Junia, the apostle: Part 10
Tonight I am going to look at another example from Wallace and Burer's article. They write,
- The inscriptions can likewise be examined quickly. An idiom noticed in several inscriptions is even more relevant. In TAM 2.905.1 west wall. coll. 2.5.18 we read the description of a man who is “not only foremost in his own country, but also well known to the outside population” (οὐ μόνον ἐ]ν̣ τ̣ῇ [π]α̣τρίδι πρώτου, ἀλ̣λὰ [καὶ ἐν τῷ ἔθ]νει ἐπισή̣μου ). 54 Here the person who is ἐπισή̣μου is called such only in relation to outsiders (πρώτου is used in relation to his own countrymen). It is not insignificant that en plus the dative personal noun is used: the man is well known to a group of which he is not a member.
- 54 ἔθνει here evidently refers to outsiders—that is, a group to which this man does not belong. This is evident from the strong contrast between the two phrases (οὐ μόνον. . . ἀλ̣λὰ καὶ,), with the man’s fame receiving the laudatory note with the ascensive καὶ, hinting that such a commendation is coming.
- Καλ[λιάδου οὐ μόνον ἐ]ν̣ τ̣ῇ [π]α̣τρίδι πρώτου, ἀλ̣λὰ [καὶ ἐν τῷ ἔθ]νει ἐπισή̣μου καὶ διαπρεποῦς TAM II:905, 2:15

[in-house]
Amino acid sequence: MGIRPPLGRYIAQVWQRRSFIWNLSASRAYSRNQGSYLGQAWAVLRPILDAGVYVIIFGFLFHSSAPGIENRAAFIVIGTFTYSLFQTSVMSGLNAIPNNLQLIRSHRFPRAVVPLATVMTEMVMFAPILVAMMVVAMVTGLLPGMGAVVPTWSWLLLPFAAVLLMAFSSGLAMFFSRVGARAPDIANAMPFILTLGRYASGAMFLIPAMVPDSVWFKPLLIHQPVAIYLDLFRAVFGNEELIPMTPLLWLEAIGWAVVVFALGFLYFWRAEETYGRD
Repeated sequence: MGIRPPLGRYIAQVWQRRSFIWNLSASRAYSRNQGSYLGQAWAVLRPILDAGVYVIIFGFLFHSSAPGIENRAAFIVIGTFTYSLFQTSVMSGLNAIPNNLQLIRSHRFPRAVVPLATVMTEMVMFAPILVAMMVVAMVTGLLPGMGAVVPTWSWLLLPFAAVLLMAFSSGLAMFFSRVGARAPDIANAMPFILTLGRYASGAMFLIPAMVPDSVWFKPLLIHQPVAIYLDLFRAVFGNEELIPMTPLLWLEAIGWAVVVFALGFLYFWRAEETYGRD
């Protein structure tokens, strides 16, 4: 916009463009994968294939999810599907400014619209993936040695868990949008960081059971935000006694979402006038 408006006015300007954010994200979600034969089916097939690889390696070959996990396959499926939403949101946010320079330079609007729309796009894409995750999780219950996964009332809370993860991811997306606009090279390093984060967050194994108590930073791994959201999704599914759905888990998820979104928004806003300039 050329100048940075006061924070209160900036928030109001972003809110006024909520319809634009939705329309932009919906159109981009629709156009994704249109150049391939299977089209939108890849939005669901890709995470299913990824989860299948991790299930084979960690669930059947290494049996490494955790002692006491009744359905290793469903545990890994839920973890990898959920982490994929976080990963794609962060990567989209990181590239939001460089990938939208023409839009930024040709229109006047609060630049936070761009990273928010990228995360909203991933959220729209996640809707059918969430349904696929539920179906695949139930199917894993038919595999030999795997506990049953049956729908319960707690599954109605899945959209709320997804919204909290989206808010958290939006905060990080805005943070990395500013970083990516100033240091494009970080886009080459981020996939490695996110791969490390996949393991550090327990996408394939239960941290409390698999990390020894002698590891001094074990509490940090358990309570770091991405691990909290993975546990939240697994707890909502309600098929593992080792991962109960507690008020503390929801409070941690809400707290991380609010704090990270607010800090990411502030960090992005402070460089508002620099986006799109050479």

- Not only first in his own part of the country (in his own native city), but also outstanding and eminent in the nation.
In fact, when I got to the TAM database and started reading, I was overwhelmed at how many expressions were formed by using an adjective and en + dative. Here is another,
- φ[ιλοτειμίαις ἐν ταῖς πόλεσι κα]ὶ ἐν τ[ῷ ἔθνει]
- episemos followed by en plus personal datives does not connote membership within the group, but simply that one is known by the group. Thus, the inscriptions, like biblical and patristic Greek, supply a uniform picture of episemos with personal nouns: when followed by en, the well-known individual is outside the group.
The Packard Humanities Institute TAM II 905
Index to the Junia Series.